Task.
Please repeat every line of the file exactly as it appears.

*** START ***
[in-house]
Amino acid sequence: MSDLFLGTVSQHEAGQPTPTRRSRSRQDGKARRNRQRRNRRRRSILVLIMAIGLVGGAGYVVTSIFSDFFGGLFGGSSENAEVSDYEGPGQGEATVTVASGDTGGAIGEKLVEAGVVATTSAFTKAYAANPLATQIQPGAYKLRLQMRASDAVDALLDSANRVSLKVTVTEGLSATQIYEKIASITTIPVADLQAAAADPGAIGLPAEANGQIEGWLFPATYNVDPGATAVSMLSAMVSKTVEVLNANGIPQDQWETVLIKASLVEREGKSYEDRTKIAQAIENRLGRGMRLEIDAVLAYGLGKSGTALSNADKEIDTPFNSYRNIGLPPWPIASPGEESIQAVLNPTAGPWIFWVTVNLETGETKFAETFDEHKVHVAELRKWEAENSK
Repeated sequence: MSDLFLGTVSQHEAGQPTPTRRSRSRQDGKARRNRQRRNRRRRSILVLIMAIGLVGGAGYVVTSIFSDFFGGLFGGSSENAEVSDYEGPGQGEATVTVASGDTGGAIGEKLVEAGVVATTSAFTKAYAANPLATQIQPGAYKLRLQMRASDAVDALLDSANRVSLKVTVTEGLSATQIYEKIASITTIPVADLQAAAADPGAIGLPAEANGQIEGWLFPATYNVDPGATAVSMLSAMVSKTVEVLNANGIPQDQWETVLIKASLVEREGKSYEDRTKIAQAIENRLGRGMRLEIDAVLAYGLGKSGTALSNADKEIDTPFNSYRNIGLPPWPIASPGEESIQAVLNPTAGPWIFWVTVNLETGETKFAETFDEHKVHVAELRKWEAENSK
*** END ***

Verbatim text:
[in-house]
Amino acid sequence: MSDLFLGTVSQHEAGQPTPTRRSRSRQDGKARRNRQRRNRRRRSILVLIMAIGLVGGAGYVVTSIFSDFFGGLFGGSSENAEVSDYEGPGQGEATVTVASGDTGGAIGEKLVEAGVVATTSAFTKAYAANPLATQIQPGAYKLRLQMRASDAVDALLDSANRVSLKVTVTEGLSATQIYEKIASITTIPVADLQAAAADPGAIGLPAEANGQIEGWLFPATYNVDPGATAVSMLSAMVSKTVEVLNANGIPQDQWETVLIKASLVEREGKSYEDRTKIAQAIENRLGRGMRLEIDAVLAYGLGKSGTALSNADKEIDTPFNSYRNIGLPPWPIASPGEESIQAVLNPTAGPWIFWVTVNLETGETKFAETFDEHKVHVAELRKWEAENSK
Repeated sequence: MSDLFLGTVSQHEAGQPTPTRRSRSRQDGKARRNRQRRNRRRRSILVLIMAIGLVGGAGYVVTSIFSDFFGGLFGGSSENAEVSDYEGPGQGEATVTVASGDTGGAIGEKLVEAGVVATTSAFTKAYAANPLATQIQPGAYKLRLQMRASDAVDALLDSANRVSLKVTVTEGLSATQIYEKIASITTIPVADLQAAAADPGAIGLPAEANGQIEGWLFPATYNVDPGATAVSMLSAMVSKTVEVLNANGIPQDQWETVLIKASLVEREGKSYEDRTKIAQAIENRLGRGMRLEIDAVLAYGLGKSGTALSNADKEIDTPFNSYRNIGLPPWPIASPGEESIQAVLNPTAGPWIFWVTVNLETGETKFAETFDEHKVHVAELRKWEAENSK